He was ready with his history as we sat together, partly in reply to questions, but more often in the form of statements volunteered in the fullness of his grateful heart. I found him to be withal a quaint little vagabond, and his sharp witticisms more than once disturbed my gravity. But there was a sad undercurrent of miserable recollections which occasionally came to the surface. Jim Jarvis's story was given somewhat in the following fashion:—
'I never knowed my father, sir. Mother was always sick, an' when I wor a little kid' — (he did not look very big now!) — she went to the 'firmary, an' they put me into the school. I wor all right there, but soon arter, mother died, an' then I runned away from the 'ouse.'
'How long ago was that?'
'Dunno 'zactly, sir; but it's more'n five year ago.'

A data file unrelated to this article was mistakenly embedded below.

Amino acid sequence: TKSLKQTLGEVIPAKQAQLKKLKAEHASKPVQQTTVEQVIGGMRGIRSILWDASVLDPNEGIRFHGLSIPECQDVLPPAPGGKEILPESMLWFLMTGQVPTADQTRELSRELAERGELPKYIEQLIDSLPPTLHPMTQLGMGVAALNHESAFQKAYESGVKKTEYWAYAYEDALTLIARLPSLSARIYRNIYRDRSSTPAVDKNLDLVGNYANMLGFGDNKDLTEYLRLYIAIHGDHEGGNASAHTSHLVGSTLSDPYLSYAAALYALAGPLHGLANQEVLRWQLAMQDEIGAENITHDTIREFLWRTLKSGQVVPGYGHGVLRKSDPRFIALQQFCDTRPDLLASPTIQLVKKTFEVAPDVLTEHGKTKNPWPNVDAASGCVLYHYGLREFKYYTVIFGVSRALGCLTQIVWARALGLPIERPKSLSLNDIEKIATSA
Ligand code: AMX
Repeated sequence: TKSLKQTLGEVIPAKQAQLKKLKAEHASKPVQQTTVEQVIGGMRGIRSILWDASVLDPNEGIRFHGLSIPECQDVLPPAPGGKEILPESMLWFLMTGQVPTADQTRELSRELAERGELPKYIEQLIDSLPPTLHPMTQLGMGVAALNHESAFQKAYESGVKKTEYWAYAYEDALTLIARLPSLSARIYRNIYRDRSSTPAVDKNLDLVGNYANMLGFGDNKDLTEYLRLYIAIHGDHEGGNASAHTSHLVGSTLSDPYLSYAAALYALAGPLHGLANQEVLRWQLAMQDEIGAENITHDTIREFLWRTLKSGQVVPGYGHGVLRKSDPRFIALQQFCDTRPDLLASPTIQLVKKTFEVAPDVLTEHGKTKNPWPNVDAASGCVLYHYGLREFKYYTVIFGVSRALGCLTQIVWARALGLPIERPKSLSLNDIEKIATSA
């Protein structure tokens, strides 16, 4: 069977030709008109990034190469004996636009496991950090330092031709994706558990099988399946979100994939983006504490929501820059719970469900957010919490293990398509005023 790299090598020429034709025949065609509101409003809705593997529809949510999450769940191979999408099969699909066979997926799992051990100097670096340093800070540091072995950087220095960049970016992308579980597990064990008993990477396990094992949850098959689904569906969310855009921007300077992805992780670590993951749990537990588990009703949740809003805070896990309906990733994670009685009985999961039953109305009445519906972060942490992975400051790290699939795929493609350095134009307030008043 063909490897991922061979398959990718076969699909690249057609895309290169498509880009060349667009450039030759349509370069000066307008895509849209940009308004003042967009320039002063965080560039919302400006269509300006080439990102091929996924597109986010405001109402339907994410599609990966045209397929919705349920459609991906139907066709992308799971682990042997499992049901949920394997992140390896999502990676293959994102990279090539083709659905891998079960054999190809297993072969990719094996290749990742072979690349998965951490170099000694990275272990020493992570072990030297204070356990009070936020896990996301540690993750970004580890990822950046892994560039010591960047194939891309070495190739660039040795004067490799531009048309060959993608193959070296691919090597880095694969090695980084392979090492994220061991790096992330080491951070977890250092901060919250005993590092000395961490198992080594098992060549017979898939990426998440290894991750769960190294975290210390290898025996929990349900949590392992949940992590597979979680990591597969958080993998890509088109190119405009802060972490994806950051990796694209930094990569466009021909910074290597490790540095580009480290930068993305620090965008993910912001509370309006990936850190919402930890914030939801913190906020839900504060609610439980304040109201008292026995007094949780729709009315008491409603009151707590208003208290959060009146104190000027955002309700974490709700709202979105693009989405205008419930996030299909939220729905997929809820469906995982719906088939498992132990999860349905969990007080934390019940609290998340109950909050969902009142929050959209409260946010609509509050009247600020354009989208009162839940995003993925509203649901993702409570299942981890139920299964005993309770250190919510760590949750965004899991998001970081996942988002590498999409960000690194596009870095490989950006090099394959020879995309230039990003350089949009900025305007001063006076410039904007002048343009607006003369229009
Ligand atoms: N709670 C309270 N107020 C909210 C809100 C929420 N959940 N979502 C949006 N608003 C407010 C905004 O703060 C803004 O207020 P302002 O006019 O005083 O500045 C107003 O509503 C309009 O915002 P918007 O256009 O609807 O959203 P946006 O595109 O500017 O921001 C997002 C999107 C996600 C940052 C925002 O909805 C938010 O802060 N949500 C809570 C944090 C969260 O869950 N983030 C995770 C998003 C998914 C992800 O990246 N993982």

'And what did you do then?'
'I got along o' a lot of boys, sir, down near Wapping way; an' there wor an ole lady lived there as wunst knowed mother, an' she let me lie in a shed at the back. While I wor there, I got on werry well. She wor very kind, an' gev me nice bits o' broken wittals. Arter this I did odd jobs with a lighterman, to help him aboard a barge. He used me werry bad, and knocked me about frightful. He often thrashed me for nothin', an' I didn't sometimes have anything to eat; an' sometimes he 'd go away for days an' leave me by myself with the boat.'
'Why didn't you run away, then, and leave I?' I asked.
'So I would, sir, but Dick — that's his name, they called him "Swearin' Dick" — one day he thrashed me awful, an' he swore if ever I runned away, he'd catch me, an' take my life; an' he'd got a dog aboard as he made smell me, an' he telled me if I tried to leave the barge the dog 'ud be arter me; an', sir, he were such a big, fierce un I Sometimes, when Dick were drunk, he 'd put the dog on me, "out o' fun," he said. And look 'ere, air, that's what he did wunst.'